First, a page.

November Reflections 2018

Carol A. Hand

November 29, 2018

November has flown by so fast. I apologize for being woefully behind in responding to comments and visiting your blogs. Grading student papers is always a challenge for me because I lose my ability to speak in my own voice so I can focus on helping others find theirs. Yet there is an end in sight. The end of the semester is near and I will have a brief reprieve from teaching during late December and January.

When I took momentary breaks from grading this month, though, ideas for how to edit the beginning of the manuscript I began in 2015 kept flowing. It was hard to put them aside but I had to in order to meet my responsibilities for the students in my class.

Thanksgiving break gave a chance to “unplug” from those responsibilities for a week and I did manage to rewrite the preface and first chapter yet again. In the process, I realized that the reason for continuing to work on the manuscript has shifted. This time around, what struck me were all the things I don’t know about writing and how much more there is to know about things I thought I already knew and understood. Continuing to edit and revise will give me a chance to keep learning even if I don’t finish or publish a final product. That’s enough to keep me moving forward.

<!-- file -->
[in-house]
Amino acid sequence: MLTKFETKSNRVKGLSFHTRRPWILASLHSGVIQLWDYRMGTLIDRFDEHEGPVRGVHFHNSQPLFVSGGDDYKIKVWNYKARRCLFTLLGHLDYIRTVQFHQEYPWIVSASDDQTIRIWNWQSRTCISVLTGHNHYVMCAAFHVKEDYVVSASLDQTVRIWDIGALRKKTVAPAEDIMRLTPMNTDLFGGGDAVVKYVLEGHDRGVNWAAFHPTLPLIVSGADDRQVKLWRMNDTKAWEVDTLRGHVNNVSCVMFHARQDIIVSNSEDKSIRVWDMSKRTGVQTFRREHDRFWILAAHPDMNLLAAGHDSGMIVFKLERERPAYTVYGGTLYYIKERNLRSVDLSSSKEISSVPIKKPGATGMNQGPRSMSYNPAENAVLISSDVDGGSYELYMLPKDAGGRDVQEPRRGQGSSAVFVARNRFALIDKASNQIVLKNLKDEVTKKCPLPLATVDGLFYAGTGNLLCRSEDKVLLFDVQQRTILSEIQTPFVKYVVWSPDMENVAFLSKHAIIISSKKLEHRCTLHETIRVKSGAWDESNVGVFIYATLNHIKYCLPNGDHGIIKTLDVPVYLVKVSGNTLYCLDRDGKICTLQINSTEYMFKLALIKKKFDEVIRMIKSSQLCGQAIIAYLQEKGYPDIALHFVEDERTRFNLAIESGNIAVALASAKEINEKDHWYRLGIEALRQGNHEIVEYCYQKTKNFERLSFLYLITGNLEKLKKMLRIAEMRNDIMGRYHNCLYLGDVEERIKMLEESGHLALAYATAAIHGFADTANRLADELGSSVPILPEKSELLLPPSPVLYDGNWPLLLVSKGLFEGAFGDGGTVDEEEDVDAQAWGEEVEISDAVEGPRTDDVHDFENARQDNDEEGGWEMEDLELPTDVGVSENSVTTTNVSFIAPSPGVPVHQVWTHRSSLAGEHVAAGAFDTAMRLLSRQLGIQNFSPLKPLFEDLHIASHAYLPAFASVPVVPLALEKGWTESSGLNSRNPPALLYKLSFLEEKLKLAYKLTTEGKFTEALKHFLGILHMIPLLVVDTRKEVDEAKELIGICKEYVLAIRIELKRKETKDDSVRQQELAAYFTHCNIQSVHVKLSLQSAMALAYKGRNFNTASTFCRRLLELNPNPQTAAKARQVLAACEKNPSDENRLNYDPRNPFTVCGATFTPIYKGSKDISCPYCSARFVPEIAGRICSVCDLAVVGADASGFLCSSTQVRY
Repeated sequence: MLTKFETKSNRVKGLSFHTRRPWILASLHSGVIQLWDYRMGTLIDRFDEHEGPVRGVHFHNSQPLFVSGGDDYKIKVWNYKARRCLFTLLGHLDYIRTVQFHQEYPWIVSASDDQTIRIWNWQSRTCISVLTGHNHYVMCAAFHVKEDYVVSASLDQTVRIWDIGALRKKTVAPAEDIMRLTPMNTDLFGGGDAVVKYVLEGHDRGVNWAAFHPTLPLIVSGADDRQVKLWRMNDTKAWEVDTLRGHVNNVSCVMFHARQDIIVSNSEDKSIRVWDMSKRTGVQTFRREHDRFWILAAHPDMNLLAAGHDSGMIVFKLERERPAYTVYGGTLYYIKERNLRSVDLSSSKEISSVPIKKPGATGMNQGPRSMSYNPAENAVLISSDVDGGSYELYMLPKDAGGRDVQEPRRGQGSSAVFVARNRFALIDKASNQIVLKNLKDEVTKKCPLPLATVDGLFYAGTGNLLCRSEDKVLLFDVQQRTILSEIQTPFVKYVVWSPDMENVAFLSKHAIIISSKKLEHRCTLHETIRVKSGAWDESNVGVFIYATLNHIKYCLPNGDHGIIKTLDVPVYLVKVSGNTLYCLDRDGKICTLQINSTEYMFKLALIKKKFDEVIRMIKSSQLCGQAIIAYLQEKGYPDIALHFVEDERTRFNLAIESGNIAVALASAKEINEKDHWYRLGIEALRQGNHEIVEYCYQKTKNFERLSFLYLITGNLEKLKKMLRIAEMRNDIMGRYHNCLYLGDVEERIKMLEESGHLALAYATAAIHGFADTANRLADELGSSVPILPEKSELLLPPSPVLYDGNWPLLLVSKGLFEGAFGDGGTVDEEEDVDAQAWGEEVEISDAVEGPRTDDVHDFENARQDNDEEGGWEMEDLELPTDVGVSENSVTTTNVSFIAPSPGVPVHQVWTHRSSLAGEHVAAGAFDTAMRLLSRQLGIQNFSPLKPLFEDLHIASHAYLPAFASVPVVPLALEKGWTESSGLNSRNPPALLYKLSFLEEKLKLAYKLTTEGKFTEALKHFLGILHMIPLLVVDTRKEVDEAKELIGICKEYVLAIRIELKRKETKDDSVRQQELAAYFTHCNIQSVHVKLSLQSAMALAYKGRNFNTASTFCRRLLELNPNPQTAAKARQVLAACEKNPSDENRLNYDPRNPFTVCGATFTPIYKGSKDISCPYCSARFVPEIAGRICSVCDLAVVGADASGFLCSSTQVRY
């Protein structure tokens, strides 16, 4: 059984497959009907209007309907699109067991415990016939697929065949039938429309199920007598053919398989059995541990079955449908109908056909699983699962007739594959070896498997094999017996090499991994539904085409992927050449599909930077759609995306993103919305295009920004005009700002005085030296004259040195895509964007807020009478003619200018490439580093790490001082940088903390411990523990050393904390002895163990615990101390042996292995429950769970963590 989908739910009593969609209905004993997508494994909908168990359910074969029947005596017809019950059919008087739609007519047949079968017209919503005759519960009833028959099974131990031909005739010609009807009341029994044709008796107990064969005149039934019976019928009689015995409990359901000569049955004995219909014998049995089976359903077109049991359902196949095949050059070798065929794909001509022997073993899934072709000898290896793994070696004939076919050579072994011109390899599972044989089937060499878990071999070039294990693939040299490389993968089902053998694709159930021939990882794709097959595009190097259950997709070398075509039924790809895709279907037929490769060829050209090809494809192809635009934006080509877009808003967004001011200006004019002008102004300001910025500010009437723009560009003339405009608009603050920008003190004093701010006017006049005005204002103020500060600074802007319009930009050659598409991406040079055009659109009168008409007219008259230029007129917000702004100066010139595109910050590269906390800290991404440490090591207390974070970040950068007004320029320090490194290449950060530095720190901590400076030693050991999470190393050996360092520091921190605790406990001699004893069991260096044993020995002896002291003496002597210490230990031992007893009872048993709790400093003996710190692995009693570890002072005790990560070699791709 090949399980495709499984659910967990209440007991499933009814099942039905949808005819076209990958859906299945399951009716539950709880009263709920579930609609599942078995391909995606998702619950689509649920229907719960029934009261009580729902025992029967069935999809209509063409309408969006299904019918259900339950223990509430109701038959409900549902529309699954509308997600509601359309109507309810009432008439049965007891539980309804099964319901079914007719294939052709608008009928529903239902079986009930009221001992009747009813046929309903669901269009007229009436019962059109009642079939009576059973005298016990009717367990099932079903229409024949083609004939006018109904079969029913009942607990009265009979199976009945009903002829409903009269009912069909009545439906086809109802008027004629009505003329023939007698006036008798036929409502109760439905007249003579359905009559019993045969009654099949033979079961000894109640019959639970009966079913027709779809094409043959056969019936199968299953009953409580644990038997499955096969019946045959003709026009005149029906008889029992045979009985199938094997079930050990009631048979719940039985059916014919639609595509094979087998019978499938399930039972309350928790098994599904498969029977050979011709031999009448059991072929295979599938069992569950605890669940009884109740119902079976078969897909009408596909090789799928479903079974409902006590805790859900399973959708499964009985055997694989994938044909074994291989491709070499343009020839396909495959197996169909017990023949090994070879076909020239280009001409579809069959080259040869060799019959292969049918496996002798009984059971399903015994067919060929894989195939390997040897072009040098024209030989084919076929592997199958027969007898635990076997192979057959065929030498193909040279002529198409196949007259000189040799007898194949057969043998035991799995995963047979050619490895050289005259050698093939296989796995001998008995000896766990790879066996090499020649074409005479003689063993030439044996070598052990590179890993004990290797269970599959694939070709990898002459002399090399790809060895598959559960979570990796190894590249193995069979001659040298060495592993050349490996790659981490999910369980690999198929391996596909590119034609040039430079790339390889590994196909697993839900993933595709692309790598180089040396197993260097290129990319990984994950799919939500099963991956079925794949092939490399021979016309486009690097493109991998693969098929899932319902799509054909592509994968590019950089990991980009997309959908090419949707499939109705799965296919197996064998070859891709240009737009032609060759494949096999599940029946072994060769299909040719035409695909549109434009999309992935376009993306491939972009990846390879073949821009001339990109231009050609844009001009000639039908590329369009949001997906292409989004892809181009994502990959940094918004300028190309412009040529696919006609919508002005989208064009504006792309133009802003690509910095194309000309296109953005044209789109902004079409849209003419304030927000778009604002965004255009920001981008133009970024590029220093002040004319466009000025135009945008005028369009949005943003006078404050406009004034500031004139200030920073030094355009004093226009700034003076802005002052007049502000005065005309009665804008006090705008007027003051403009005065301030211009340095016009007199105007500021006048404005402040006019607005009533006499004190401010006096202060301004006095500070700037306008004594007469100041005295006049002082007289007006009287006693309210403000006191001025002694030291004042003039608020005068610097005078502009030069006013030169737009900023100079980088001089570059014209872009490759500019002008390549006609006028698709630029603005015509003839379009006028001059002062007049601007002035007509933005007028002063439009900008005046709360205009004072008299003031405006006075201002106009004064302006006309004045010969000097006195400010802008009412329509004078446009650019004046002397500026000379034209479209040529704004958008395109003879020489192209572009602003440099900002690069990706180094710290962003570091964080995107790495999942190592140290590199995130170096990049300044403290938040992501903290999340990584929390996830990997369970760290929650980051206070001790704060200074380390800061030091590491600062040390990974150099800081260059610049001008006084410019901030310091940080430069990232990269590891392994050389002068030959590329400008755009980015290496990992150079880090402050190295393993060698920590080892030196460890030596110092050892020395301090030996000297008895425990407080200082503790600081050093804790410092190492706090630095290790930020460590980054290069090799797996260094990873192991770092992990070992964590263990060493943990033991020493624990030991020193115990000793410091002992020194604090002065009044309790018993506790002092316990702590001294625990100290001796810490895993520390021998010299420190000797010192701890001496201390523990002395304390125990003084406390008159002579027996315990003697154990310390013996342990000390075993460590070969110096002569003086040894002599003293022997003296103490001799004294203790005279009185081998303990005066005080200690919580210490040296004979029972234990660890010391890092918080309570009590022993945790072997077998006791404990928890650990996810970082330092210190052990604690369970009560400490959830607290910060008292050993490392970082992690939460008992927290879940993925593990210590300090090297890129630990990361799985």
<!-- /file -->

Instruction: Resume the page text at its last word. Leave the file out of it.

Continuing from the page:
Here is an excerpt from the new draft of chapter one.


Chapter One – Introduction

Greeting the cold, bright November morning, I once again wonder how to begin a book about the welfare of Ojibwe children. Despite the many different cultures and living beings that share this earth, the welfare of all children is the foundation for our collective survival.